Building a Static Website with Hugo and Nginx

Sun, Oct 9, 2016 — 832 words — Read in 4 min

At MHacks this past weekend I redesigned my website for a more mobile-friendly experience. In the process, I decided I also wanted to create a page for blog posts but I was positive that I didn’t want to do this using vanilla HTML, CSS, and javascript (which is how my previous website was constructed). So I went out on a limb and searched the web for some site generator or content management system that suited my needs. What I came up with was Hugo.


Hugo is a static website engine built in the Go pogramming language (obligatory link: Hugo’s Website). I think what really drew me in was a snippet from the front page stating “Hugo doesn’t depend on administrative privileges, databases, runtimes, interpreters or external libraries.” And it really doesn’t. All you need is Go and git and I already had those installed. For the general user who wants to use a premade theme (many of which available here) creating a website can be as simple as:

hugo new site mysite
# edit the site config to suite your needs
cd mysite && vim config.toml
hugo new post/

then all the content they wish to post in the ‘building-a-website’ page can simply be placed in a markdown file with a special header located at mysite/content/post/ On top of that wonderful and simple interface for adding content, hugo has a built in HTTP server, meaning I can generate my site on the fly by leaving the HTTP server running and look at it will render any changes I’ve made. A developers dream. The HTTP server can be launched via:

hugo server
# or if you'd like to include content you haven't published yet (aka drafts)
hugo server --buildDrafts

This feature was incredibly useful while I was designing my site for the first time. It is also great while I write new content for the site and test out obsure markdown tags I’m not familiar with.haha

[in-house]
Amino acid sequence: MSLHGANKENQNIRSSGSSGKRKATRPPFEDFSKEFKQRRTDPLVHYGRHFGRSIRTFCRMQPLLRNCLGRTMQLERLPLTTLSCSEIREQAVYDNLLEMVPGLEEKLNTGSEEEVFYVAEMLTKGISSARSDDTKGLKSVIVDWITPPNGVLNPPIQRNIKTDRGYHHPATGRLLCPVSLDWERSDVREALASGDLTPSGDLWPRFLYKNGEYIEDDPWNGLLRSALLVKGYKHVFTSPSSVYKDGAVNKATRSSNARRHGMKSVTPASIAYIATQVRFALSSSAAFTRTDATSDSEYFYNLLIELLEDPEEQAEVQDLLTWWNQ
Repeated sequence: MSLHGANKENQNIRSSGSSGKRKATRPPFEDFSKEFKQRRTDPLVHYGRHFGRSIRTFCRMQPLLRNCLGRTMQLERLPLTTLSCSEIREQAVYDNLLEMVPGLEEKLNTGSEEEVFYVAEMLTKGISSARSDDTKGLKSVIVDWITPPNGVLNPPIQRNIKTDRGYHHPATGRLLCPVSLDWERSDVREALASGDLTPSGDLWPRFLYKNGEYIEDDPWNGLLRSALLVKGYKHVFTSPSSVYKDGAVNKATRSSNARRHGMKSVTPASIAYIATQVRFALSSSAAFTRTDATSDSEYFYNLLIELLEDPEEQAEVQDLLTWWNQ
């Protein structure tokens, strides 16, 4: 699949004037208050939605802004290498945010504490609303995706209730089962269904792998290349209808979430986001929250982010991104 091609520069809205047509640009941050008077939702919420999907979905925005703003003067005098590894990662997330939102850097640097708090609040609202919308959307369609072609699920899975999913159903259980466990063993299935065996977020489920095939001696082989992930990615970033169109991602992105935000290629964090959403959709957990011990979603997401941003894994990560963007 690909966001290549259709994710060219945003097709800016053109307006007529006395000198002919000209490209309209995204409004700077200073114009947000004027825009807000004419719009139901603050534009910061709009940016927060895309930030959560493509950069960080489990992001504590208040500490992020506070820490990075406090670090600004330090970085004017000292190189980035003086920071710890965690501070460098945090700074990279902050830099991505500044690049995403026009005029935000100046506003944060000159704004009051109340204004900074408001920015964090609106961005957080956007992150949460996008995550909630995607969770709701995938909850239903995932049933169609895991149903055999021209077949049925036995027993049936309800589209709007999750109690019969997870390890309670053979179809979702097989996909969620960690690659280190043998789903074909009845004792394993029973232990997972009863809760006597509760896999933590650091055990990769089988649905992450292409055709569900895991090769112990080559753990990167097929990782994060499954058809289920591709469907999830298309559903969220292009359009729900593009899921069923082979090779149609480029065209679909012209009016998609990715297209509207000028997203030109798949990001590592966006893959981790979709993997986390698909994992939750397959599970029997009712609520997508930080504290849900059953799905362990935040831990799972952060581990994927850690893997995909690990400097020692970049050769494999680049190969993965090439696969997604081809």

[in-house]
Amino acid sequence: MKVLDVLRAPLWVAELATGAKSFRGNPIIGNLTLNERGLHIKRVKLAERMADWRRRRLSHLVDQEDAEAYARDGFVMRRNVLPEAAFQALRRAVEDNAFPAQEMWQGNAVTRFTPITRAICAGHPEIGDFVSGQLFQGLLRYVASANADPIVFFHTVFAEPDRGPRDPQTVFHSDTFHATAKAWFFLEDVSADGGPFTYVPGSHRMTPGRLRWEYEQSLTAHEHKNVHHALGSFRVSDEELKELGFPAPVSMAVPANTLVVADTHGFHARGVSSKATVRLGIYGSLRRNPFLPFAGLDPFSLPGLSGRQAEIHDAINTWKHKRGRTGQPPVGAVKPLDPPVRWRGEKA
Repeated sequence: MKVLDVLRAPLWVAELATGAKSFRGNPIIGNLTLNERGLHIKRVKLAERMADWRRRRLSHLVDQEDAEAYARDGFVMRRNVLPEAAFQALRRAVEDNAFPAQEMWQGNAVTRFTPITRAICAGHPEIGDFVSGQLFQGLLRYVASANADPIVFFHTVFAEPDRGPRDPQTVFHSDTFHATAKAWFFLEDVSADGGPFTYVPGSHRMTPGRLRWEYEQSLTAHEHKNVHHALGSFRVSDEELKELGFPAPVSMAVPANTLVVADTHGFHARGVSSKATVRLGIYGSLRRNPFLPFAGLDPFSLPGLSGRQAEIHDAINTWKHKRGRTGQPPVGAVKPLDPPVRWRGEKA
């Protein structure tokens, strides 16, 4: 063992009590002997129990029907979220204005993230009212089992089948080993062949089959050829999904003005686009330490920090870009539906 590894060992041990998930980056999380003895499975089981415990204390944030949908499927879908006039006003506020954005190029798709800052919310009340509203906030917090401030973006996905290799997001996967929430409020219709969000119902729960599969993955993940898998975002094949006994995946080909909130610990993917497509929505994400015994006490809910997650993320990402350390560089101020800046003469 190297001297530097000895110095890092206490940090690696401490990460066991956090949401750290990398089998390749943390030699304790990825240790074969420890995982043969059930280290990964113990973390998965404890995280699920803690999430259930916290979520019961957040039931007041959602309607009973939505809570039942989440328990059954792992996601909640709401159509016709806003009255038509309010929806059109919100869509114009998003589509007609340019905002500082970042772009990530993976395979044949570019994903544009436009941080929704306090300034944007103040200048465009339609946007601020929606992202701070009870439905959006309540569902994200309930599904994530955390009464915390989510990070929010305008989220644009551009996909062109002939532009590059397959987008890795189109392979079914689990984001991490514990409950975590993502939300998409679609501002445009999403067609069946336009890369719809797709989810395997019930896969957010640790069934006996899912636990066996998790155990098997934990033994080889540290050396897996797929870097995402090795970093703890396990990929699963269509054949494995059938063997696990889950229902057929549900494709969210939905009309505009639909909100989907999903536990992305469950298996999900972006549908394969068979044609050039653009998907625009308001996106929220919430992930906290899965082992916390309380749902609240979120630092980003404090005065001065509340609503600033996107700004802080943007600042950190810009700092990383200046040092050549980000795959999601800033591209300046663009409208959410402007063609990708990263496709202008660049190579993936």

I was pretty set on retaining the aesthetic of my current website so instead of using a premade theme I chose to create my own from some of the CSS styling my current website. I haven’t made it into an ‘official’ hugo theme yet due to the way my site is constructed but if you’re interested in viewing the source code it can be found on github. I plan to convert it into an official hugo theme in the future when I can find time.

Hosting a Hugo Site on Nginx

A Hugo generated site can be hosted on most if not all of the existing hosting providers including Heroku, GoDaddy, DreamHost, GitHub Pages, Surge, Aerobatic, Google Cloud Storage, Amazon S3 and CloudFront. They can also be hosted with relative ease on a web server such as Apache or Nginx. I chose to go with Nginx because I am familiar with the configuration syntax and I already have a Digital Ocean droplet to run it on. I also plan on hosting a python back-end in flask on the same droplet and Nginx will be perfect for proxying to flask in the future.

Because I already had all the source code for generating the site via Hugo in a git repo, deploying the site was as simple as:

  1. adding a server block to my Nginx configuration
  2. cloning the repo (or updating the repo if it’s already there)
  3. running the hugo command to generate the site
  4. copying the generated site to my site’s root directory
  5. reload the nginx configuration

Creating the Nginx server block for the configuration file was straightforward due to Hugo’s rigoruous content structure. The server block goes as follows (and of course it uses excryption):

server {
    listen       443 ssl http2;
    listen       [::]:443 ssl http2;
    root         /var/www/;

    access_log /var/www/;
    error_log /var/www/;

    add_header Strict-Transport-Security max-age=15768000;

    ssl_certificate "/etc/letsencrypt/live/";
    ssl_certificate_key "/etc/letsencrypt/live/";
    ssl_session_cache shared:SSL:50m;
    ssl_stapling on;
    ssl_stapling_verify on;
    ssl_dhparam "/etc/ssl/certs/dhparam.pem";
    ssl_protocols TLSv1 TLSv1.1 TLSv1.2;
    ssl_session_timeout  1d;
    ssl_prefer_server_ciphers on;

    location / {
        try_files $uri $uri/index.html $uri.html =404;

    location ~ /.well-known {
            allow all;

    error_page 404 /404.html;

    error_page 500 502 503 504 /50x.html;
        location = /50x.html {
server {
    listen 80;
    return 301 https://$host$request_uri;

Then when I want to update my site (say if I add new content), only steps 2, 3, 4, and 5 are needed. Since I love bash and automation, I went ahead and created a nice little script to take care of steps 2, 3, and 4.



if git pull; then
    if [ ! -z "$SITE_ROOT" ]; then
        sudo rm -rf ${SITE_ROOT}*
    if [ ! -z "$PUBLIC_DIR" ]; then
        sudo cp -R ${PUBLIC_DIR}* $SITE_ROOT && \
    sudo systemctl reload nginx.service

Creating this site was a great learning experience using Hugo and I look forward to working with Hugo more in the future as I make changes to the site and add new content because trust me, I know it’s not the prettiest site at the moment (:

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